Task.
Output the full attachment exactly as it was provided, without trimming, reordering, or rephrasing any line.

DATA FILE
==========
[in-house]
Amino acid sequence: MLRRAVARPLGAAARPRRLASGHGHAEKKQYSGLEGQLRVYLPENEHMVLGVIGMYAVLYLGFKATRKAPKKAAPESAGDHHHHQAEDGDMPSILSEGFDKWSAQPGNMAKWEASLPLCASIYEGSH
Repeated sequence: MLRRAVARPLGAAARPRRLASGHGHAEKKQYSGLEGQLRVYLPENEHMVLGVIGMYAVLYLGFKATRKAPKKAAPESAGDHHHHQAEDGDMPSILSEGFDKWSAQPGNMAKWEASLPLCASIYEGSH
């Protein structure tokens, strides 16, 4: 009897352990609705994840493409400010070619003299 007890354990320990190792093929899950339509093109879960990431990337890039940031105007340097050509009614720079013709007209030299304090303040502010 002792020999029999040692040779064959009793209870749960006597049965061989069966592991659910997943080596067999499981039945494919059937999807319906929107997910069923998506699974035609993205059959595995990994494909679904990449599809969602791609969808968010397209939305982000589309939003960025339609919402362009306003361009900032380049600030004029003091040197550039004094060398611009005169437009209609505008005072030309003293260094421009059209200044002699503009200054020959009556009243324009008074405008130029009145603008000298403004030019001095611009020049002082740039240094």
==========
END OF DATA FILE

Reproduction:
[in-house]
Amino acid sequence: MLRRAVARPLGAAARPRRLASGHGHAEKKQYSGLEGQLRVYLPENEHMVLGVIGMYAVLYLGFKATRKAPKKAAPESAGDHHHHQAEDGDMPSILSEGFDKWSAQPGNMAKWEASLPLCASIYEGSH
Repeated sequence: MLRRAVARPLGAAARPRRLASGHGHAEKKQYSGLEGQLRVYLPENEHMVLGVIGMYAVLYLGFKATRKAPKKAAPESAGDHHHHQAEDGDMPSILSEGFDKWSAQPGNMAKWEASLPLCASIYEGSH
């Protein structure tokens, strides 16, 4: 009897352990609705994840493409400010070619003299 007890354990320990190792093929899950339509093109879960990431990337890039940031105007340097050509009614720079013709007209030299304090303040502010 002792020999029999040692040779064959009793209870749960006597049965061989069966592991659910997943080596067999499981039945494919059937999807319906929107997910069923998506699974035609993205059959595995990994494909679904990449599809969602791609969808968010397209939305982000589309939003960025339609919402362009306003361009900032380049600030004029003091040197550039004094060398611009005169437009209609505008005072030309003293260094421009059209200044002699503009200054020959009556009243324009008074405008130029009145603008000298403004030019001095611009020049002082740039240094």